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One corrupting element of democracy that Adams had a long argument against was the selection of civil servants based on political alliances, rather than merit.  He argued for civil service reform in 1869.  This is a theme of the novel, and talk of reform is in the air, but a large part of this short work concerns the transition to the new president and the jockeying for jobs that go on behind the scenes.  Even the new president proclaims that the spoils system would be changed under his presidency, but any effort at reform fails.

We share Ratcliffe’s cynicism at the end.  Lee can avoid corruption only by going to Europe.  A new president matters little.  New ideas falter in Washington and become only the discussions points of parties for the political elite.  Even courtship serves political ends.  He says at one point that a democracy can only be as good as the people in it.  I suppose this is true that a few more people like Nathan Gore would have created a less corrupt government, but we cannot ignore the institutional arrangements that encourage corruption.  These institutions are not analyzed or listed by Adams, but we know what they are.  The political parties (that Ratcliffe thing trump all possible sources of loyalty, save the nation), the corporate influence, the bureaucratic class, and the physical and cultural separation of representatives and the people.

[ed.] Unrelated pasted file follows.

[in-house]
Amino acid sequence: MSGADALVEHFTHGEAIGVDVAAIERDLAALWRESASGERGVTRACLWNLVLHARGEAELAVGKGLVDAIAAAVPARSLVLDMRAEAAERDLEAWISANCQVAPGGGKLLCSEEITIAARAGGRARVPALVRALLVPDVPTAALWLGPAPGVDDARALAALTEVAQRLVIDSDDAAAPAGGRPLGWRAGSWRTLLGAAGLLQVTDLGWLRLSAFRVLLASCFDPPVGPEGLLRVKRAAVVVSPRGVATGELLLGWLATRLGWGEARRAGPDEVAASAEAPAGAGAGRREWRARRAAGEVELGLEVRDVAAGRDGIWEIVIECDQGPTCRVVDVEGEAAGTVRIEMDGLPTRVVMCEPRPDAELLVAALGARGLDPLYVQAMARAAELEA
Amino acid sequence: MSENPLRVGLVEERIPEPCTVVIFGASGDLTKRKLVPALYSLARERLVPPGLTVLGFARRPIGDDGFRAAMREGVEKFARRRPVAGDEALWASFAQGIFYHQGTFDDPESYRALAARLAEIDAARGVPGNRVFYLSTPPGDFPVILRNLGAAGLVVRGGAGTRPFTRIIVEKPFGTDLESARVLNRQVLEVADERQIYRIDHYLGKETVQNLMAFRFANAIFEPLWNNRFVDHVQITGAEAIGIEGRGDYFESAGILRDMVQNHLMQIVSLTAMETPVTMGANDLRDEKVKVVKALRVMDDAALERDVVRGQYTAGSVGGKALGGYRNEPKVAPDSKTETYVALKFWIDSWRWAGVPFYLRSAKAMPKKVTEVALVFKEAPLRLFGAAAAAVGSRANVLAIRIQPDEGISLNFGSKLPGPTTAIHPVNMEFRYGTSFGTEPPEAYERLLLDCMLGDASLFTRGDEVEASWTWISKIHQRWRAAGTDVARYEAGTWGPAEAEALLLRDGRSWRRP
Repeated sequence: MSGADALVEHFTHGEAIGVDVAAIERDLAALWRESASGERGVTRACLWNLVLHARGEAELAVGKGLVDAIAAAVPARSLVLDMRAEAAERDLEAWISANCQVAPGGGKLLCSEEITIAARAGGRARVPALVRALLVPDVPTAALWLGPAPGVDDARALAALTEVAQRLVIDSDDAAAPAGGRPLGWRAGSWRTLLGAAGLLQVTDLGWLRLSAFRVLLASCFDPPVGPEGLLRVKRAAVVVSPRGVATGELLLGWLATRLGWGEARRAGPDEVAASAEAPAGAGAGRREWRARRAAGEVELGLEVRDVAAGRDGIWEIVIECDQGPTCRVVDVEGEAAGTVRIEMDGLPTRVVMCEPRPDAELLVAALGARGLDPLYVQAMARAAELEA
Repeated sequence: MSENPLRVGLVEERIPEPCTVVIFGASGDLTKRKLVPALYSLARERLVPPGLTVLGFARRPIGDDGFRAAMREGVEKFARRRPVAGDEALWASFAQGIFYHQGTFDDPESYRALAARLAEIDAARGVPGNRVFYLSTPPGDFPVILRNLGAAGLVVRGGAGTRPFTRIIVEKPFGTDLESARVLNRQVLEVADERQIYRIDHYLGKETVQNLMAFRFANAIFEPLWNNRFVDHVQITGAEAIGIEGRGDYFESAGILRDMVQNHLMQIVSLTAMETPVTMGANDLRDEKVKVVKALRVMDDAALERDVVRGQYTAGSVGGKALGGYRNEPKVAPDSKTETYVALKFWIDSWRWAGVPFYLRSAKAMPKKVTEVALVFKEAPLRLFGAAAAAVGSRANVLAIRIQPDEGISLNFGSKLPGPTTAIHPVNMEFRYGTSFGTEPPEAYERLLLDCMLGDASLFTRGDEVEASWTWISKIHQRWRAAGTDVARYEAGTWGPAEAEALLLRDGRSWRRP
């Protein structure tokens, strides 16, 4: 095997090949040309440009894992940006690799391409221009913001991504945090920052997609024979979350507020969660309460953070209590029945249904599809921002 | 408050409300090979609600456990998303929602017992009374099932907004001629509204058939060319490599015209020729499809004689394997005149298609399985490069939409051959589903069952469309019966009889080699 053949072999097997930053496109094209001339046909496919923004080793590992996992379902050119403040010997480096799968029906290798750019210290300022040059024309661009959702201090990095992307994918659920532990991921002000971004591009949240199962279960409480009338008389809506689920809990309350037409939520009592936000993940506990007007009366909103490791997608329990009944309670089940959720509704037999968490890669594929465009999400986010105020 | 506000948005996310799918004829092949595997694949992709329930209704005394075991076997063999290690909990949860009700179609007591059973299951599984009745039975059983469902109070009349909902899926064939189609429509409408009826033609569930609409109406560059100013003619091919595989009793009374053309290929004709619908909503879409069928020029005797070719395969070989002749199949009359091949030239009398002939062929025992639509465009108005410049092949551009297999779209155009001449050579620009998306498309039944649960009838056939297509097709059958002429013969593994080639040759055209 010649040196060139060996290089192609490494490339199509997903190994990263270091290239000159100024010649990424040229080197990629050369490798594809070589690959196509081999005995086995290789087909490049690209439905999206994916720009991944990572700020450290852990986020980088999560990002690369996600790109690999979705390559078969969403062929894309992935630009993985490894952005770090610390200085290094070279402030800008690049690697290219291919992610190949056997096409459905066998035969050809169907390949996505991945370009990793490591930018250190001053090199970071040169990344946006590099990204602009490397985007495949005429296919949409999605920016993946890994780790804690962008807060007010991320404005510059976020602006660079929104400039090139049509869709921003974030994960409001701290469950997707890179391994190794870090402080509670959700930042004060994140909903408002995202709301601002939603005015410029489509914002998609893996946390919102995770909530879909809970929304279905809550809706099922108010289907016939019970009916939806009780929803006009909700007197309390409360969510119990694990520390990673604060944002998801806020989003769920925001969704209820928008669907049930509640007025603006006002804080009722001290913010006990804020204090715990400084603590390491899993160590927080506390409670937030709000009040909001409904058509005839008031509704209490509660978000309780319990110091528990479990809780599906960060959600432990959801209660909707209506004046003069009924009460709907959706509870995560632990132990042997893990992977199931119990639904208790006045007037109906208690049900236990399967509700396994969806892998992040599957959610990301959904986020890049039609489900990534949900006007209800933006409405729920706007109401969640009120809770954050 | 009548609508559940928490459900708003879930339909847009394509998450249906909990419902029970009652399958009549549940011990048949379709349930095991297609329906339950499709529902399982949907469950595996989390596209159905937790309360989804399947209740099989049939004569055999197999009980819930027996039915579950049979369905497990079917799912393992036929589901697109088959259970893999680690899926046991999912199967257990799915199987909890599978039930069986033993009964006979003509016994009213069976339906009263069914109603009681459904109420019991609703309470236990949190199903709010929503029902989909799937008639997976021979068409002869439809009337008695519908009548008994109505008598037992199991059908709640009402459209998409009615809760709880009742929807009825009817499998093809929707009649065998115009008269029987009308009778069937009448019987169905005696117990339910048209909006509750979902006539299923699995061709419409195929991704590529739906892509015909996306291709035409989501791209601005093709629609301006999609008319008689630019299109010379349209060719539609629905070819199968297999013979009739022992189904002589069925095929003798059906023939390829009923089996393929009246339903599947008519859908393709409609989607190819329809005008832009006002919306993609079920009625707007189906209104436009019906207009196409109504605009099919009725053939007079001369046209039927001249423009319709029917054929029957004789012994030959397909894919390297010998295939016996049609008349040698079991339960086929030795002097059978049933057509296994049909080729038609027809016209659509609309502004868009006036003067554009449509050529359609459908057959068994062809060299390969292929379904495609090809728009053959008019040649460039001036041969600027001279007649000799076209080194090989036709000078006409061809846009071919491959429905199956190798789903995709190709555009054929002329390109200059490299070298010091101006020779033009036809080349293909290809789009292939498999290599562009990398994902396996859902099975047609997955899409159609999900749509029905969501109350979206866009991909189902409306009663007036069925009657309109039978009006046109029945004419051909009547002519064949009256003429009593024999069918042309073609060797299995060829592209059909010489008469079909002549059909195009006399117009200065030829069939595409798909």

Personally, I have little to say in defense of American democracy and will today join with Adams in the condemnation of Washington.